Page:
Using the circular floor plan, I only need to build half for it to be functional. I could build that for $250,000 and finish the rest later.
That’s the plan. Now I just need the money. There are a lot of ways I could earn $250,000, and I’ve considered them all. In the end, I chose to meet my goal by writing. Some people would say that’s risky, but it’s what I enjoy doing, and it’s what I’d be doing if I lived in a monastery. This way, if I never get my dream home, at least I’ll have done the other thing I wanted to do.
While I’m writing towards my goal, I’m always thinking about new designs and business plans. Monasteries can be easily modified to suit different purposes, and with enough money, I would build multiple versions, but my ideal monastery, the one I’m going to build first, would operate like a long-stay working hostel for the gifted.
Tenants stay for three months to a year. They work part-time for the monastery, and that covers 100% of their room and board. There are no other schedules or rules, but each tenant has to be actively working on a creative project that has significant value to humanity. The monastery will also host retreats and workshops, and there will be a pay-by-donation campground at the edge of the property to generate passive income.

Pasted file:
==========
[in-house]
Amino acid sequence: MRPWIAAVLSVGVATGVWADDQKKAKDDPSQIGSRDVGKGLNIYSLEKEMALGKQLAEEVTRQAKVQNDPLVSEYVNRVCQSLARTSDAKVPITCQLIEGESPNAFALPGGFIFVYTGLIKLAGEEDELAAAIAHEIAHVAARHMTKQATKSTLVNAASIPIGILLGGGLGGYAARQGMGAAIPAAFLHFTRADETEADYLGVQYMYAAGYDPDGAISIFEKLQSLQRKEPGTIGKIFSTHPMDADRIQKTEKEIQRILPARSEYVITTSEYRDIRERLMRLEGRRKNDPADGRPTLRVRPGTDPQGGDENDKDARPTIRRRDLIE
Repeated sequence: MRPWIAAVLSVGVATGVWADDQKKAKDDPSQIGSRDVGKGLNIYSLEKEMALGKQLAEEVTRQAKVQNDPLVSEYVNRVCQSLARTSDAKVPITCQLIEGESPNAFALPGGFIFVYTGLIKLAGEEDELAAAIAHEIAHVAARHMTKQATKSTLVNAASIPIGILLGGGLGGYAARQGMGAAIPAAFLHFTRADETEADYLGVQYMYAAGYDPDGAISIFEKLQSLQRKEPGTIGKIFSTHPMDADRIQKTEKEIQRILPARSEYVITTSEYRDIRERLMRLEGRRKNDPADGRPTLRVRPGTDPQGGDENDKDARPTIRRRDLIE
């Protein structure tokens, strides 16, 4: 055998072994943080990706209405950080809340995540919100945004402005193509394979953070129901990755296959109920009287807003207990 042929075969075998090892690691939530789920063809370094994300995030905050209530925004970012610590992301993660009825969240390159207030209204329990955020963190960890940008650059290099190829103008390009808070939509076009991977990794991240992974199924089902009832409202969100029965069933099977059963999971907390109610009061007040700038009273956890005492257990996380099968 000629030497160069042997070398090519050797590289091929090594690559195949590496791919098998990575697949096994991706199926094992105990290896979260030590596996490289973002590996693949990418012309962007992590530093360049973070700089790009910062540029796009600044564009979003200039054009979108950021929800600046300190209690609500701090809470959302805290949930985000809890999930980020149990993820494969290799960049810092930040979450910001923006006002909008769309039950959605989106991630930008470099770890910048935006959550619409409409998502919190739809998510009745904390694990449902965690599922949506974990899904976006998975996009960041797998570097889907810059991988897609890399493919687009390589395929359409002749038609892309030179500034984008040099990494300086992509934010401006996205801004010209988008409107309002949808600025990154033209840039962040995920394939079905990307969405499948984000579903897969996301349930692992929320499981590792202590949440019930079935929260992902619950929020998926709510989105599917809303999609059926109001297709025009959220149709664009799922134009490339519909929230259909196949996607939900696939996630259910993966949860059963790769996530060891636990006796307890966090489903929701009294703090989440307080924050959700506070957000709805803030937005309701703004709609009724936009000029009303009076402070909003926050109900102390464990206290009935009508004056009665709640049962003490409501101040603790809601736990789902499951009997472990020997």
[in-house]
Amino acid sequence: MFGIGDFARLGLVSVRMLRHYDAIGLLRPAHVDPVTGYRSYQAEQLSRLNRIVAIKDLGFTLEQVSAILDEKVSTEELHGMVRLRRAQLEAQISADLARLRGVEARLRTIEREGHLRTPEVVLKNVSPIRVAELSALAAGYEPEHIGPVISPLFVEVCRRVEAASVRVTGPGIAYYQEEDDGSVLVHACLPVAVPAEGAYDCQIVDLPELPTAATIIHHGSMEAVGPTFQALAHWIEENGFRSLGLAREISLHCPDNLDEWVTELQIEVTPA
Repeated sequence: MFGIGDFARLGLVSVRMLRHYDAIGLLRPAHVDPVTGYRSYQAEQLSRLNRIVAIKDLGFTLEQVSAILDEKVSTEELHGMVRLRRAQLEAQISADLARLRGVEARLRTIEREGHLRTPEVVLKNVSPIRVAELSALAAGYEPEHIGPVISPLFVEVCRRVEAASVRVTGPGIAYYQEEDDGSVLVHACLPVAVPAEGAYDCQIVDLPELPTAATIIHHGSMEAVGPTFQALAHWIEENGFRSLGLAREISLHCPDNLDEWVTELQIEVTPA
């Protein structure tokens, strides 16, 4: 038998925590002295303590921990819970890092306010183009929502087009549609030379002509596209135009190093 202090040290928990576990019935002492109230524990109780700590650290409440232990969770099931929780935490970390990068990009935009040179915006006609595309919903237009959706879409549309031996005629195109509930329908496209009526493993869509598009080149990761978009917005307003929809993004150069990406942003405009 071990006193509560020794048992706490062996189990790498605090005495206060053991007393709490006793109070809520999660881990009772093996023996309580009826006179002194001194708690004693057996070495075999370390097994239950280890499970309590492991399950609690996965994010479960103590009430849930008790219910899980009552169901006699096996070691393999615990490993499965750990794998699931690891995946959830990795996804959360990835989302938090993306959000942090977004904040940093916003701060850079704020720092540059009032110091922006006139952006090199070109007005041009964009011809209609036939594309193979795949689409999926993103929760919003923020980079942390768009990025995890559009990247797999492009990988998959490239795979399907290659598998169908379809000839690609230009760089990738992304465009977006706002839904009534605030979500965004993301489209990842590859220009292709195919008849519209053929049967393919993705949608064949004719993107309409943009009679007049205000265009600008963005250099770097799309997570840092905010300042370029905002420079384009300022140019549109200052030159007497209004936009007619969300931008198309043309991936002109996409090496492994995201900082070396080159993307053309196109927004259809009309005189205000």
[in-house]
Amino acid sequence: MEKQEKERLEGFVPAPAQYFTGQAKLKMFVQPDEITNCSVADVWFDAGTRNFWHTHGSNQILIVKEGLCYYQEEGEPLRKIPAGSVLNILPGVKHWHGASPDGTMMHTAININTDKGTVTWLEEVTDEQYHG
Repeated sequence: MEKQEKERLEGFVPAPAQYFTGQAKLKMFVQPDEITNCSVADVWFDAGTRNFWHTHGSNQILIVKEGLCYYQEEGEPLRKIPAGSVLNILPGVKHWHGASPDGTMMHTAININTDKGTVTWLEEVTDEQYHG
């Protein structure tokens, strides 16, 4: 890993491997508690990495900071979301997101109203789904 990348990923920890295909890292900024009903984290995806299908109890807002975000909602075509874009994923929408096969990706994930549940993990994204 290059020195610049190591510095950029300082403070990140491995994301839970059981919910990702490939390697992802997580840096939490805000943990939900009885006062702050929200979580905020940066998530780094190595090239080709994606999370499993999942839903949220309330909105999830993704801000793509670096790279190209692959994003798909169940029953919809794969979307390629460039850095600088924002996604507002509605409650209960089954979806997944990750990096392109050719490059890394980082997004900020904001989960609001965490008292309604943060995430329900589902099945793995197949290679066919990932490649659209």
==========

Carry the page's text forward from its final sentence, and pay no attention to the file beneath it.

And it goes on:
That’s what I’m working towards and why you can always expect new content on The Wise Sloth. If you want to see some random guy on the internet build an intellectual monastery, here’s how you can help.
- If you’re an eccentric millionaire who can afford to give an eccentric pauper $250,000 just to see what happens, click the Donate button below.
- If you know an eccentric millionaire who would give a guy like me $250,000 just to see what happens, then send them the link to this blog.
- If you want to donate a few thousand dollars, I would invest that money in editing my E-books and putting them into print so I can earn $250,000.
I’m not going to nickel and dime my way to building this. I’m very grateful to anyone who wants to throw me tip money to show your support, but I would encourage you to give that to The Khan Academy instead. I may never get my monastery, but they’re providing free online education to the world. The world won’t change until it’s educated. Every nickel and dime they get makes the world less stupid, and that can’t come quick enough.
In lieu of a donation, you can tell your friends about the Wise Sloth and share your favorite Wise Sloth blog on social media. If you’ve read this far, thank you for spending your time with me. You can look forward to seeing more thought-provoking posts on The Wise Sloth, and eventually, you’ll get to watch me build my monastery.
If you enjoyed this post, you’ll also like these:
My Life Stories (in chronological order)